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La Mirada Armada swim coach Rick Shipherd driven to find ‘the one’ — an Olympic star

La Mirada Armada swimmer Anthony Ramirez waits to exit the pool as another swimmer enters during the Kevin Perry Invitational at Splash! Aquatics Complex in La Mirada on Friday, November 5, 2021.
(Christina House / Los Angeles Times)

Chlorine and caffeine are the necessary ingredients this morning.

Parents hunt for coffee on the pool deck while kids unwrap themselves from blankets to plunge into heated pools. The sun won’t rise for another two hours, but the area’s top swimmers are wide awake for one of the biggest swim meets in Southern California.

“Yesterday was special,” a white-haired coach said to a group of teenagers as they contorted their arms for a pre-meet stretch routine.

Coach Rick Shipherd leads a workout with swimmers of La Mirada Armada, a year-round swim club, on a cold and rainy day at Splash! Aquatics Complex.
(Christina House/Los Angeles Times)

Rick Shipherd’s swimmers recorded nine personal bests on the first day of competition at the Kevin Perry Invitational. More times fell throughout the November weekend.

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A 16-year-old boy reached a USA Swimming time standard that will help him break away from the recruiting pack. A high school senior returned to competition after taking several months off and still broke his personal records. A girl blazed to the fastest 500-yard freestyle for a 13-year-old in more than 40 years.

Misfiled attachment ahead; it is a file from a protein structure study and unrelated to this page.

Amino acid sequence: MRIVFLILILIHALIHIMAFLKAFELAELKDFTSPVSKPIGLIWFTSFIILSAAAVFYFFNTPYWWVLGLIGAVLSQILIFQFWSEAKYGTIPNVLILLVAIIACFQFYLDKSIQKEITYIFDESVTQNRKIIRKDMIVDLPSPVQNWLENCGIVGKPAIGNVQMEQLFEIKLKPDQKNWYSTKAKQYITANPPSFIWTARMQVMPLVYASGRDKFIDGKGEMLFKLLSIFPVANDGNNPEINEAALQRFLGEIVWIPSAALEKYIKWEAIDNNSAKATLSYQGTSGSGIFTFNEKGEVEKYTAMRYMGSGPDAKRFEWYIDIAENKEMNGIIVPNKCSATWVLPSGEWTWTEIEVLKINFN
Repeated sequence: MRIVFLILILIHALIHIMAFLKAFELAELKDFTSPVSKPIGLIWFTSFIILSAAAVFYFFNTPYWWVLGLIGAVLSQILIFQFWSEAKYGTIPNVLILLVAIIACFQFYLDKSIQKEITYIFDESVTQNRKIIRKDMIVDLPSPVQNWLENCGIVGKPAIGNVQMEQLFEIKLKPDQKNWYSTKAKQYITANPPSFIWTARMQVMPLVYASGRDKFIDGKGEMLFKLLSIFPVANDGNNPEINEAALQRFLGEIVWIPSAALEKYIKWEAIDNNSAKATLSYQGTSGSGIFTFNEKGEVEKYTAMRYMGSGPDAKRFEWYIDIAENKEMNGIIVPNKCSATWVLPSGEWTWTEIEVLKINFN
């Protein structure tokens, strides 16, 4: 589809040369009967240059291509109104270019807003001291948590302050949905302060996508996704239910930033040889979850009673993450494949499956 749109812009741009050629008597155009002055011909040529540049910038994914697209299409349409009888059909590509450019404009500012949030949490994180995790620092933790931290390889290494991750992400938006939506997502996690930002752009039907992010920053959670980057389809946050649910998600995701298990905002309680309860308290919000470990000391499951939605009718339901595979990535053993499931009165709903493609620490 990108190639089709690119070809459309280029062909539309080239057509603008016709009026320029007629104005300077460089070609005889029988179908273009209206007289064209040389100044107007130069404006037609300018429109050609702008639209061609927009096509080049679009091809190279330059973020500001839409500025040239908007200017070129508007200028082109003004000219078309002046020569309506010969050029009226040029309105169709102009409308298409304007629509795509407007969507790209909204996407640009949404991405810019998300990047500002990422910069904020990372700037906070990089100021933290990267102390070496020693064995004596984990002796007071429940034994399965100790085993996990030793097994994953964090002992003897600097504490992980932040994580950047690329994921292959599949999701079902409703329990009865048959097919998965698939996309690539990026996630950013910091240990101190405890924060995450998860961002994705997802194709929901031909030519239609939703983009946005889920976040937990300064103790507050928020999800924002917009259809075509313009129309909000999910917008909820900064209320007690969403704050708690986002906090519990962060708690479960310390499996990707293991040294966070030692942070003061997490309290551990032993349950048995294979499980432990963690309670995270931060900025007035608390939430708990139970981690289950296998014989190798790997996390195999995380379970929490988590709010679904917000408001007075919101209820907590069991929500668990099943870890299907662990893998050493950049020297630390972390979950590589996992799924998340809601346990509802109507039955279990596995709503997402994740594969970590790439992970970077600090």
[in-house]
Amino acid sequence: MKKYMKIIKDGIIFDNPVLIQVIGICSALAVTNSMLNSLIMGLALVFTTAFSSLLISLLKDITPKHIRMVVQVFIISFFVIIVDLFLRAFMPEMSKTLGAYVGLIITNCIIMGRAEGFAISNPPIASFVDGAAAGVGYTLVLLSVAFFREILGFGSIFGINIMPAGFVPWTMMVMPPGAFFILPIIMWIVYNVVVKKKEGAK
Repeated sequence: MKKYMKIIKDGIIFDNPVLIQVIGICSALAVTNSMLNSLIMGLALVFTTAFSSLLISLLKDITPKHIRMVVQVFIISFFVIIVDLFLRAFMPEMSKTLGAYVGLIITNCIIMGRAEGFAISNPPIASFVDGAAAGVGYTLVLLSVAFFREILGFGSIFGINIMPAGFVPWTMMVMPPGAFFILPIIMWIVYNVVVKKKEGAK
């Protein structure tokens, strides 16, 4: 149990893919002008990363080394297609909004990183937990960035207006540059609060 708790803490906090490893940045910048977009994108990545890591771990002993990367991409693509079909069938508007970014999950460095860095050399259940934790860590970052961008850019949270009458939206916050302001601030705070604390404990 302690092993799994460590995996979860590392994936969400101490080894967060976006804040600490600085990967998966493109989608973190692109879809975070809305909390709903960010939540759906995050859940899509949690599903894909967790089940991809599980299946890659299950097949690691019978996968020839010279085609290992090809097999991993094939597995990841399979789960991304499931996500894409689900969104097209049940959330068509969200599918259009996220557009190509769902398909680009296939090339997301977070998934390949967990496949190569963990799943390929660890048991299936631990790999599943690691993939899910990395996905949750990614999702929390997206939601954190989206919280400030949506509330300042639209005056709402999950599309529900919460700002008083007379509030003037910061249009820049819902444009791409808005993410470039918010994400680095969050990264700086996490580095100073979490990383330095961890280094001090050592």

The performances should have been the perfect early birthday for Shipherd. Instead, the longtime swim coach was scared. Five months remained until he wanted them reaching their peaks.

Two days after his team began its season at the Kevin Perry Invitational, Shipherd turned 68. The coach at La Mirada Armada, a year-round swim club, would spend this birthday like many before it: finding ways to help young swimmers reach their goals.

He wakes up before dawn to do it, arriving at the Splash! Aquatics Complex in La Mirada for 7 a.m. training sessions and even earlier for meets that begin with 6 a.m. warm-ups. He stays late for evening sessions that stretch on past sunset.

Coach Rick Shipherd, top, leads a workout with swimmers of La Mirada Armada, a year-round swim club, including Sabrina Benanni and Taylor Ault, from bottom left.
(Christina House/Los Angeles Times)

The early mornings and long hours started to wear on Shipherd 10 years ago. Sitting in his office on the afternoon of his birthday, he pondered why he’s still doing it. His current crop of teenagers gathering on the pool deck could hold the answer as to why coaches like him come back for more.

“They know the next one might be The One,” he said.

Shipherd coaches the national-level swimmers at La Mirada Armada, a small group of 13-to-17-year-old prospects who compete against local powers like Mission Viejo and Irvine’s Novaquatics. His nearly five-decade coaching career includes stops from San Diego to El Monte and has produced two Olympians, a handful of Olympic trials swimmers and college standouts at powerhouses like Florida and Stanford.

Not all of them walked into his office with natural talent. Real talent — the kind that Olympic gold medalists are simply born with — is rare. No one in his current group has it, he says bluntly.

But they have the next best thing.

La Mirada Armada swimmers Clemence Choy, Chantee Nguyen, and Kayla Han, from left, take turns lifting weights at a UFC Gym in La Mirada.